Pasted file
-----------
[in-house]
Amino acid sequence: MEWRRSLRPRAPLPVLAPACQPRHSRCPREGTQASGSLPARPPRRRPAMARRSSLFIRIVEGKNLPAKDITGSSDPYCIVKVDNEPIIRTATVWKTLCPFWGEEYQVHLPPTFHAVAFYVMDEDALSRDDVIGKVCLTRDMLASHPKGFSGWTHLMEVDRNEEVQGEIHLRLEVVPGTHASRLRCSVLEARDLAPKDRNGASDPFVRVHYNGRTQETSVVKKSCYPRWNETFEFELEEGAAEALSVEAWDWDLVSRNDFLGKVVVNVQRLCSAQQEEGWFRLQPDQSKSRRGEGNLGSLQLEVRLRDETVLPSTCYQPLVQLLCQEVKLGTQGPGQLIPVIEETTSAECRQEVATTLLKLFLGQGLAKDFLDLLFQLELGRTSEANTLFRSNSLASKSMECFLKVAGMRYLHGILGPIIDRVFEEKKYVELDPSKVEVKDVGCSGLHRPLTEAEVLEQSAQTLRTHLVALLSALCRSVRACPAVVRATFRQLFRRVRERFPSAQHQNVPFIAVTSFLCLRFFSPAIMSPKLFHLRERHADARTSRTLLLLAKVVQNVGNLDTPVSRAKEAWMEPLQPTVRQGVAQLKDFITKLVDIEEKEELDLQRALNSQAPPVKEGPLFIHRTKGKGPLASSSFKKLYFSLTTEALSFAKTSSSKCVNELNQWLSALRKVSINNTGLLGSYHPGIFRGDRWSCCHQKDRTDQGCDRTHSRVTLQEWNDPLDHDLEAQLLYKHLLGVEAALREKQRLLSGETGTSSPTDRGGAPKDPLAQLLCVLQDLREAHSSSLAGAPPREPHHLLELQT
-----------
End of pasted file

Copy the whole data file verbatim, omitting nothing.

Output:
[in-house]
Amino acid sequence: MEWRRSLRPRAPLPVLAPACQPRHSRCPREGTQASGSLPARPPRRRPAMARRSSLFIRIVEGKNLPAKDITGSSDPYCIVKVDNEPIIRTATVWKTLCPFWGEEYQVHLPPTFHAVAFYVMDEDALSRDDVIGKVCLTRDMLASHPKGFSGWTHLMEVDRNEEVQGEIHLRLEVVPGTHASRLRCSVLEARDLAPKDRNGASDPFVRVHYNGRTQETSVVKKSCYPRWNETFEFELEEGAAEALSVEAWDWDLVSRNDFLGKVVVNVQRLCSAQQEEGWFRLQPDQSKSRRGEGNLGSLQLEVRLRDETVLPSTCYQPLVQLLCQEVKLGTQGPGQLIPVIEETTSAECRQEVATTLLKLFLGQGLAKDFLDLLFQLELGRTSEANTLFRSNSLASKSMECFLKVAGMRYLHGILGPIIDRVFEEKKYVELDPSKVEVKDVGCSGLHRPLTEAEVLEQSAQTLRTHLVALLSALCRSVRACPAVVRATFRQLFRRVRERFPSAQHQNVPFIAVTSFLCLRFFSPAIMSPKLFHLRERHADARTSRTLLLLAKVVQNVGNLDTPVSRAKEAWMEPLQPTVRQGVAQLKDFITKLVDIEEKEELDLQRALNSQAPPVKEGPLFIHRTKGKGPLASSSFKKLYFSLTTEALSFAKTSSSKCVNELNQWLSALRKVSINNTGLLGSYHPGIFRGDRWSCCHQKDRTDQGCDRTHSRVTLQEWNDPLDHDLEAQLLYKHLLGVEAALREKQRLLSGETGTSSPTDRGGAPKDPLAQLLCVLQDLREAHSSSLAGAPPREPHHLLELQT